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In Northern Ireland, 'Terror Gets Old,' But Divisions Linger

Jul 18, 2015
Originally published on July 18, 2015 7:00 pm

In Northern Ireland, "the Troubles" — the long and bloody conflict between Catholic Irish nationalists and pro-British Protestants — formally came to an end with a peace agreement in 1998.

But before the deal established a power-sharing government in the region, more than 3,600 lost their lives in three decades of sectarian violence. The Protestant loyalists wanted to remain part of the U.K., and the Catholic nationalists wanted to end British rule. Even nowadays, divisions and mistrust still linger in Northern Ireland.

Corinne Purtill, a senior correspondent with GlobalPost, considers the legacy of the Troubles in the short documentary When Terror Gets Old, which she co-produced with Mark Oltmanns. The film focuses on the lives of ex-militants, some of whom are now in their 60s. "Many still view them as terrorists and murderers," she writes in a story accompanying the documentary.

"Some people I spoke to said, 'Thank you very much, but I really prefer not to be public about my past,' " she tells NPR's Arun Rath. "They felt maybe their safety would be at risk if the community around them knew what they had been involved in." But others, she says, "were ultimately very, very generous with their time and their stories."

Speaking with former combatants from both sides, Purtill learned that many struggle with unemployment, alcohol abuse and depression.

Some are working together now to educate younger generations about the era.

Still, Purtill notes in the film, "There are no tidy endings in Northern Ireland." In fact, she says, there have been more than 200 terror-related arrests in the past year alone.


Interview Highlights

On why those convicted of past crimes are free today

That's a result of the Good Friday Agreement, which was in 1998. That was the peace agreement that officially brought an end to the period that's known as the Troubles. And one of the more controversial elements of that was that all prisoners who were still in jail for conflict-related crimes would be released. So everybody walked free, [even] people with life sentences.

On the role of regret

A lot of people, their regret is kind of hedged with justification or with a continued commitment to the cause that they were fighting for. A lot of the [Irish Republican Army] guys will say, "I don't regret being in the IRA; I think our aims were correct. But I regret some of the things that happened. I regret some of the things that we did."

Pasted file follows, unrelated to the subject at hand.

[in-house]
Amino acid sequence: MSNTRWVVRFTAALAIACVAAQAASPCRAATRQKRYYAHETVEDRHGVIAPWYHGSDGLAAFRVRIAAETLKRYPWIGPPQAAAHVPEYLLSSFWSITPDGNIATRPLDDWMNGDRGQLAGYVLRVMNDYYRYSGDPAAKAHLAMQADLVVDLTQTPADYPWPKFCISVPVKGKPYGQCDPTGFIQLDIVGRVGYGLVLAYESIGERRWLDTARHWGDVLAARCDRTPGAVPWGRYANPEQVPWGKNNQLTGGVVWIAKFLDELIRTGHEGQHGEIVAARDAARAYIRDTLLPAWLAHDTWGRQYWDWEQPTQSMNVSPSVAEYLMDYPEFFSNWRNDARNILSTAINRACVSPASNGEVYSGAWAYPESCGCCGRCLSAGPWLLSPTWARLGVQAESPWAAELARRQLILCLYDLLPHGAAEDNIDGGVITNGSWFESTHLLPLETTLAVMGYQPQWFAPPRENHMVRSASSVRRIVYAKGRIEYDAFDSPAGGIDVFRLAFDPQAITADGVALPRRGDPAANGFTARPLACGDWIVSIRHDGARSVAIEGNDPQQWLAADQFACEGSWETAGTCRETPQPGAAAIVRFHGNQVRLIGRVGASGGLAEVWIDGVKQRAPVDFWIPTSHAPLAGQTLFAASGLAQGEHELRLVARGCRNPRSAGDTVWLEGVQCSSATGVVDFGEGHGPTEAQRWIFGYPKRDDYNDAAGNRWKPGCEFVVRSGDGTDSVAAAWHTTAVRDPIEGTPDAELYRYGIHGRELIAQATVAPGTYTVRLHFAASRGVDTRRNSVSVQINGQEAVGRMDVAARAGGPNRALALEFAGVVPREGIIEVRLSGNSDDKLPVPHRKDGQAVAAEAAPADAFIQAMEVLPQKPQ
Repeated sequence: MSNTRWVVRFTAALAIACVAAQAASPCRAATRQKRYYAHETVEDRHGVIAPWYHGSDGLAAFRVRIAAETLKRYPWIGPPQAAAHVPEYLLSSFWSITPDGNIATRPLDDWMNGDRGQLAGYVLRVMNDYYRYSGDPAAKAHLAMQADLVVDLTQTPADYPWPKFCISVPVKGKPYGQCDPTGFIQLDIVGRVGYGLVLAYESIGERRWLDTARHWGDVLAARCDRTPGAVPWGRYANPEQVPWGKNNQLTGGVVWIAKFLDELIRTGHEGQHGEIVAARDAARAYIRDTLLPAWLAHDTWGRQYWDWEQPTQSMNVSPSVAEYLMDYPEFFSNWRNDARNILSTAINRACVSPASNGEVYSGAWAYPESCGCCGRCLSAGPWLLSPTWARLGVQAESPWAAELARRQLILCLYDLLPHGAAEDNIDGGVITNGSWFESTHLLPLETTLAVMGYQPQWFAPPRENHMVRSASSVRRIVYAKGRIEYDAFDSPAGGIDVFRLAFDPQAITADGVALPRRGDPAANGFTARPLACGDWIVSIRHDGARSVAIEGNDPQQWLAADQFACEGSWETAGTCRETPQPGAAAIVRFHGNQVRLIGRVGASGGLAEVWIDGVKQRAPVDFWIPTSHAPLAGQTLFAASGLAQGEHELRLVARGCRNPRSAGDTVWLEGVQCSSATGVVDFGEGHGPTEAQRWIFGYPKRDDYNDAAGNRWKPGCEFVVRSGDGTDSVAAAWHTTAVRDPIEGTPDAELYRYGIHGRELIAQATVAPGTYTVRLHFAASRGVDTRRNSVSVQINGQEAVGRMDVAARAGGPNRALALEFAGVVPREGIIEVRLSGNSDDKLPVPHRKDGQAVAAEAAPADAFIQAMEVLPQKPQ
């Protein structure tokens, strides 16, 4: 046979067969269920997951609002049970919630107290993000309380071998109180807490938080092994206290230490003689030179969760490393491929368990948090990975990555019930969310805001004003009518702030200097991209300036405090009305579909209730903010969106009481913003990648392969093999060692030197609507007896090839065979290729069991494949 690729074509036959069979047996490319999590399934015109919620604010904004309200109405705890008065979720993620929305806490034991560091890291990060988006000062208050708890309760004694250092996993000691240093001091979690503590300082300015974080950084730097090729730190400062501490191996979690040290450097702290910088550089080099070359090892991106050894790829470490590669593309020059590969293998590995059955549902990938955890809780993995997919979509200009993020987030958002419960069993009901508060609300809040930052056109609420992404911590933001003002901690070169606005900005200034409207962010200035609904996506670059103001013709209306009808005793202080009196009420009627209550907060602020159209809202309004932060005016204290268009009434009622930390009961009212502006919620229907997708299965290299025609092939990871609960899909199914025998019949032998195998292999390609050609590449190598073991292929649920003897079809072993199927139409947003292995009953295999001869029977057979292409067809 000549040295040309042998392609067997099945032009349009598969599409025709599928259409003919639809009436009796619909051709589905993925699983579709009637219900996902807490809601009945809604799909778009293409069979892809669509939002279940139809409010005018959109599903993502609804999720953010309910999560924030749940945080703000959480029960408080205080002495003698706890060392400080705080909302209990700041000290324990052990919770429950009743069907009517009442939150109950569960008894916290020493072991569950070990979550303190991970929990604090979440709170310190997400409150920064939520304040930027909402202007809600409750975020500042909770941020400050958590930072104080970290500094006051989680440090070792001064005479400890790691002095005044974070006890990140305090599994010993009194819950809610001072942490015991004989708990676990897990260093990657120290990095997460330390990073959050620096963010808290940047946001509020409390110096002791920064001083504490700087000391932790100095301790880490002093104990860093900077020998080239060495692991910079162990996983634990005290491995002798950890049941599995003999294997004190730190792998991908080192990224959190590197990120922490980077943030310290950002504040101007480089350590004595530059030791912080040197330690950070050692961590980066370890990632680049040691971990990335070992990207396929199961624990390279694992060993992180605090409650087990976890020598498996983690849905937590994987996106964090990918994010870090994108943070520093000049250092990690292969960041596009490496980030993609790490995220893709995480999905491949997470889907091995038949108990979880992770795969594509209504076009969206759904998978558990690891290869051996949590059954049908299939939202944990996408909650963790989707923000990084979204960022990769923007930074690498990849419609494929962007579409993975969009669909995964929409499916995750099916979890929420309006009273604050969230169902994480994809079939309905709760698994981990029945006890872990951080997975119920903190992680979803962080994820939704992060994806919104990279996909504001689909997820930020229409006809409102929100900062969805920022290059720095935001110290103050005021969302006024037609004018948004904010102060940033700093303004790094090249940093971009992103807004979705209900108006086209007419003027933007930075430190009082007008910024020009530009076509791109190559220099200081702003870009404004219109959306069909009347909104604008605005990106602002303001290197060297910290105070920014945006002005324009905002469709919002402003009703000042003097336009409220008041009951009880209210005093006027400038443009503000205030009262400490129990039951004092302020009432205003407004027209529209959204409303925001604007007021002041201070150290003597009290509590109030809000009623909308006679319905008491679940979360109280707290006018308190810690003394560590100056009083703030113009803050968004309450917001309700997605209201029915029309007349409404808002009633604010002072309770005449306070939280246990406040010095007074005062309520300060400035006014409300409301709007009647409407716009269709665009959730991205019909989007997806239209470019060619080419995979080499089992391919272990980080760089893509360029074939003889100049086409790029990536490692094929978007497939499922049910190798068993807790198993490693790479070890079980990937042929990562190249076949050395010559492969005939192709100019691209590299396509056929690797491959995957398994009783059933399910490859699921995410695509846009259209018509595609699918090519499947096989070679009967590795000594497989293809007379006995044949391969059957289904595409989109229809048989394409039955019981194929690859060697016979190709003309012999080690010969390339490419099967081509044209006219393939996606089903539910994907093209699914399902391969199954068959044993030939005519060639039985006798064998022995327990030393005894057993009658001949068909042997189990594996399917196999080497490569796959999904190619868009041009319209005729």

On former combatants' ambivalence about speaking of the past

Most people that we spoke to said that the only people they felt totally comfortable sharing their story with were fellow prisoners.

We interviewed a counselor named Joe Barnes, who himself was a prisoner for his [IRA] activities. He said it's very difficult for men, in particular, to walk into his office and sit down and share what their past is.

It's also very difficult because there's no amnesty in Northern Ireland for crimes during the Troubles. So if something's bothering you that was never on a rap sheet, even a therapist has to disclose — U.K. law says — any terrorist activity that has not been prosecuted.

So everyone's kind of policing themselves about what they can say aloud about their past.

On the value of sharing these stories today

I think if there's no effort to understand why somebody does the things they do, then there can be no effort ... to make sure such things never happen again. And I think that the fact that a lot of these men and women have gone through these experiences, have learned to live with the regrets and difficulties of the things that they've done, I think that their stories are really valid and there's something worth learning from that.

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ARUN RATH, HOST:

What happens when a terrorist gets old? A new documentary takes us to Northern Ireland to find out. The troubles, the long and bloody conflict between Catholic-Irish nationalists and pro-British Protestants formally came to an end with the Good Friday Agreement in the late '90s. Today, the militants involved in that conflict are 60 years old on average. In her short film "When Terror Gets Old," GlobalPost correspondent Corrine Purtill looks at their lives now. Corrine, welcome.

CORRINE PURTILL: Hi. Thanks very much.

RATH: Let's hear from one of the people you interviewed. He, like all the people you talk to, is pretty honest about what he did.